Apps and websites are more connected than ever. It frustrates users when a website isn’t optimized for a smartphone or tablet, as it does when an app has no sister website that can be accessed by a laptop or desktop user.
All this means your business faces some challenges in terms of optimizing your apps and websites across all devices.
When your company optimizes its website for mobile devices, it must take smartphone web traffic seriously. Smartphones are the most commonly used mobile device these days. Mobile websites must focus on your business’s core content and functionality.
There’s no room for clutter in a mobile site, especially on a phone where the real estate is limited. You don’t want mobile users scrolling back and forth on their phones because the website is wider than their screens are. A dedicated mobile-only site is ideal. Most smartphones don’t run Flash, nor does iOS. Errors in CSS and HTML code are also common, as are framed images.
While phablets may be part phone, they still offer a different experience for users. While a mobile-optimized site will work as well on a phablet as it does on a phone, some aspects of the website may not use the full real estate of the larger screen. Aesthetics count, and consumers want a clean experience, which can mean optimizing for larger mobile devices as well as smartphones.
There is one major difference between smartphones and larger mobile devices: conversion rate of sales. A measly 1 percent of visitors make purchases while on smartphones, while 2.4 percent of people make sales on larger mobile devices. Phablet and tablet optimization suggests a more than 100 percent increase in sales per 100 users.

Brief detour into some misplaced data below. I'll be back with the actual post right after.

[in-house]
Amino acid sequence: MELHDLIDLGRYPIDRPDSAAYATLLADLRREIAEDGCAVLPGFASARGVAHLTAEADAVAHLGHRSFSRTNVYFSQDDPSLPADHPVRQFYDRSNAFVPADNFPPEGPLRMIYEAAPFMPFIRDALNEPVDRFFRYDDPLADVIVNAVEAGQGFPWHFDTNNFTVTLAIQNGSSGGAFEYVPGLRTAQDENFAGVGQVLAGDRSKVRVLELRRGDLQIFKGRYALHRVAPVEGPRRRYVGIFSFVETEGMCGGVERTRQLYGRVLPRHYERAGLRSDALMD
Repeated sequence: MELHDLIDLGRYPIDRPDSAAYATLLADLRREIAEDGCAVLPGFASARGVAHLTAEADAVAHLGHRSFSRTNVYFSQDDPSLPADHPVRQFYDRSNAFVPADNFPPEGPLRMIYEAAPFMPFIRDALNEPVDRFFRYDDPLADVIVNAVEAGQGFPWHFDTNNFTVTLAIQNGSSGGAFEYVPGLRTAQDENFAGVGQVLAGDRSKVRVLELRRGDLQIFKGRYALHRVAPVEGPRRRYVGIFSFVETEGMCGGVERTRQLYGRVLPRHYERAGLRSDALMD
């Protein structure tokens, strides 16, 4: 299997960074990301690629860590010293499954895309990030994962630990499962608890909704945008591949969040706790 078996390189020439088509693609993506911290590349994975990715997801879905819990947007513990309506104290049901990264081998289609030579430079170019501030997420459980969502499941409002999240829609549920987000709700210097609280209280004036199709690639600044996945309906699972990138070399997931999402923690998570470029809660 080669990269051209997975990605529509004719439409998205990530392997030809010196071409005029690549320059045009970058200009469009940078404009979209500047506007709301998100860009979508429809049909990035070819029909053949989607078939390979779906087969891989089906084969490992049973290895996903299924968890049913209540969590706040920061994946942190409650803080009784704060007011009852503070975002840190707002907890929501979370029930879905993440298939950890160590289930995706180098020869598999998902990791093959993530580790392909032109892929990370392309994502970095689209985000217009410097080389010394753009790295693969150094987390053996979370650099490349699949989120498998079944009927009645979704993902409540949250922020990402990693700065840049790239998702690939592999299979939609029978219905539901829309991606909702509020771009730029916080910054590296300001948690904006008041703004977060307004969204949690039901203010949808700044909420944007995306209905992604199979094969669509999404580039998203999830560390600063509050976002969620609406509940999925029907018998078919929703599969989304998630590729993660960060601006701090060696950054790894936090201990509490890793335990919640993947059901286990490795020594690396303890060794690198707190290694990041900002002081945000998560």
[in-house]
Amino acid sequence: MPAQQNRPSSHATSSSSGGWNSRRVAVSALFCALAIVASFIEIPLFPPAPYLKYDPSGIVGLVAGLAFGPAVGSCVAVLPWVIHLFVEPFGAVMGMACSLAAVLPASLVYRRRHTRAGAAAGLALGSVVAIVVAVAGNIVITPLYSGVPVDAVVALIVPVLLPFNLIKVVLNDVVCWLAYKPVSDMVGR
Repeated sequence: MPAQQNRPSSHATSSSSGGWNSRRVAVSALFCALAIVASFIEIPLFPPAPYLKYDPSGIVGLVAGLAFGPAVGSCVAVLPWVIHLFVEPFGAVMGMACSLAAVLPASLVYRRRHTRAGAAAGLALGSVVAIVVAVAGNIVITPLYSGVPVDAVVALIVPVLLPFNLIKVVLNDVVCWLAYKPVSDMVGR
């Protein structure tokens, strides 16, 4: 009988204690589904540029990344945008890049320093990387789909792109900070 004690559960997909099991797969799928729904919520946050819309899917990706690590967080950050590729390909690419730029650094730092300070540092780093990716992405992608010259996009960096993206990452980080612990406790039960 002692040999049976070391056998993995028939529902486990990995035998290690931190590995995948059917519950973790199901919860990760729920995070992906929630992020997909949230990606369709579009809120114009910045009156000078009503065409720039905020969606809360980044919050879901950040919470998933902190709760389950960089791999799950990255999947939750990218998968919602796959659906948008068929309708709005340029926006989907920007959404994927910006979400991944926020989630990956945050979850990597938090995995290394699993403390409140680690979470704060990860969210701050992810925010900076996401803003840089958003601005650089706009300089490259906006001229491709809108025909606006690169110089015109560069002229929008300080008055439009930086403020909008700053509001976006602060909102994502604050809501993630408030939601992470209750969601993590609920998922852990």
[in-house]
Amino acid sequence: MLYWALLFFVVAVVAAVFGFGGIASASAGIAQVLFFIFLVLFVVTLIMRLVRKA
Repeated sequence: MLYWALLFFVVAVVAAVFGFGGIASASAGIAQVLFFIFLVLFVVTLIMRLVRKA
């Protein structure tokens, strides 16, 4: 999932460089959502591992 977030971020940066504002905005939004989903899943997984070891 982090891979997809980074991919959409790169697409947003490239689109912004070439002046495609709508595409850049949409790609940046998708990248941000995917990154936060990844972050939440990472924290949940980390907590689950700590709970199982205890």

An app might be more accessible for smartphone and phablet users, as it streamlines the checkout process to increase your conversion rate. The low rate of sales on traditional websites visited on smartphones hints at a lack of compatibility.
Laptops & Desktops
Traditional websites still reign supreme. People appreciate the durability of the computer set up and the accessibility and viewing options of a full website. Some laptop models offer hybrid tablet options providing a digital environment where apps meet the traditional website. Many of these models swivel, tent, and even disassemble (keyboard detaches from screen) to make for an impromptu tablet when needed.
While traditional websites are still a must-have, you can utilize responsive web design, instead of creating multiple websites for different devices. Responsive web design (RWD) is accomplished with special coding techniques that make your website adjust to any device, platform or screen size. This eliminates the need for the same information and material to be collected and implemented in a company app.
However, responsive web design is only appropriate for your company or business if you don’t need advanced features on your website. When a website has advanced options such as music, videos, checkouts for purchase, and other bells and whistles, RWD has difficulty converting those options.